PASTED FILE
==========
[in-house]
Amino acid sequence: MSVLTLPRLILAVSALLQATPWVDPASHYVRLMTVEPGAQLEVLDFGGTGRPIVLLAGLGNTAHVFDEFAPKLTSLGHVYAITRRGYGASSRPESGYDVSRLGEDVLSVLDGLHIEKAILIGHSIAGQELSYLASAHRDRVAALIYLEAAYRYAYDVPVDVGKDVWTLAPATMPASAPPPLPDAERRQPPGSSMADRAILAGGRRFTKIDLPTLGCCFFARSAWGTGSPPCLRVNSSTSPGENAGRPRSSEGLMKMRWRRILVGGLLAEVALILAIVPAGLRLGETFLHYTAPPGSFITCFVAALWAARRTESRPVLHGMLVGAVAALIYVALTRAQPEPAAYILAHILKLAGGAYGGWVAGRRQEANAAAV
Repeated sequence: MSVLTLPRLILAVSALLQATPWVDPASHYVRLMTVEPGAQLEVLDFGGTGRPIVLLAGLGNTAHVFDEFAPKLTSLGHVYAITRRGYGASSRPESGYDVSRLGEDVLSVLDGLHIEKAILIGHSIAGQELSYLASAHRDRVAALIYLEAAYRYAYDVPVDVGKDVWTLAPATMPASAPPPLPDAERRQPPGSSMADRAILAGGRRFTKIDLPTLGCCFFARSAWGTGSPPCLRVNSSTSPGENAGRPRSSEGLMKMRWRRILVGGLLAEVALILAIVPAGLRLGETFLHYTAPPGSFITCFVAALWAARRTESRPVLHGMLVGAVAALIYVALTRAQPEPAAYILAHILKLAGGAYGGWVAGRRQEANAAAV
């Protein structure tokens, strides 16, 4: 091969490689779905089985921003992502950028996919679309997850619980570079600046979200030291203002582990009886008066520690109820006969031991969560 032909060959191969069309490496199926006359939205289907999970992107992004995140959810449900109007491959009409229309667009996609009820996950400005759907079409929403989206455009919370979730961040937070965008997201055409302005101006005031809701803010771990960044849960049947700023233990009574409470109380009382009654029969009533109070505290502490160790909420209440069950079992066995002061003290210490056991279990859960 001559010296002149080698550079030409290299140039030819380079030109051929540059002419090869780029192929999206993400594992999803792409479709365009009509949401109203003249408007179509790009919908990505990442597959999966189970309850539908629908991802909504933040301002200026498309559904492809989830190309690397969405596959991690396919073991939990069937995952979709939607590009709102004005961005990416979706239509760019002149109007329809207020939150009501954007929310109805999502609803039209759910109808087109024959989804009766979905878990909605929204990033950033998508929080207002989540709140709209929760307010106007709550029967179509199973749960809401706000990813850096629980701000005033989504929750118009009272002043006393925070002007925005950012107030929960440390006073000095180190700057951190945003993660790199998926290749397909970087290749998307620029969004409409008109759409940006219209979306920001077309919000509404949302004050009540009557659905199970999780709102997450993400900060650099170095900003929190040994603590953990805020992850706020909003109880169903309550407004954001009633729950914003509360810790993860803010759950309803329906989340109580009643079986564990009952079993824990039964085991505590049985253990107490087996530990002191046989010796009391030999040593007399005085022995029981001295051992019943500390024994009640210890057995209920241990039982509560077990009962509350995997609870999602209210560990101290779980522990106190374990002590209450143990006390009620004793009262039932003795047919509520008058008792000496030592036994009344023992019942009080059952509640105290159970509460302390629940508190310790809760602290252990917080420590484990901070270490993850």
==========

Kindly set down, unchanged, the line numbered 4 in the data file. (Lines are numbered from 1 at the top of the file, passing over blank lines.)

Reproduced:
């Protein structure tokens, strides 16, 4: 091969490689779905089985921003992502950028996919679309997850619980570079600046979200030291203002582990009886008066520690109820006969031991969560 032909060959191969069309490496199926006359939205289907999970992107992004995140959810449900109007491959009409229309667009996609009820996950400005759907079409929403989206455009919370979730961040937070965008997201055409302005101006005031809701803010771990960044849960049947700023233990009574409470109380009382009654029969009533109070505290502490160790909420209440069950079992066995002061003290210490056991279990859960 001559010296002149080698550079030409290299140039030819380079030109051929540059002419090869780029192929999206993400594992999803792409479709365009009509949401109203003249408007179509790009919908990505990442597959999966189970309850539908629908991802909504933040301002200026498309559904492809989830190309690397969405596959991690396919073991939990069937995952979709939607590009709102004005961005990416979706239509760019002149109007329809207020939150009501954007929310109805999502609803039209759910109808087109024959989804009766979905878990909605929204990033950033998508929080207002989540709140709209929760307010106007709550029967179509199973749960809401706000990813850096629980701000005033989504929750118009009272002043006393925070002007925005950012107030929960440390006073000095180190700057951190945003993660790199998926290749397909970087290749998307620029969004409409008109759409940006219209979306920001077309919000509404949302004050009540009557659905199970999780709102997450993400900060650099170095900003929190040994603590953990805020992850706020909003109880169903309550407004954001009633729950914003509360810790993860803010759950309803329906989340109580009643079986564990009952079993824990039964085991505590049985253990107490087996530990002191046989010796009391030999040593007399005085022995029981001295051992019943500390024994009640210890057995209920241990039982509560077990009962509350995997609870999602209210560990101290779980522990106190374990002590209450143990006390009620004793009262039932003795047919509520008058008792000496030592036994009344023992019942009080059952509640105290159970509460302390629940508190310790809760602290252990917080420590484990901070270490993850």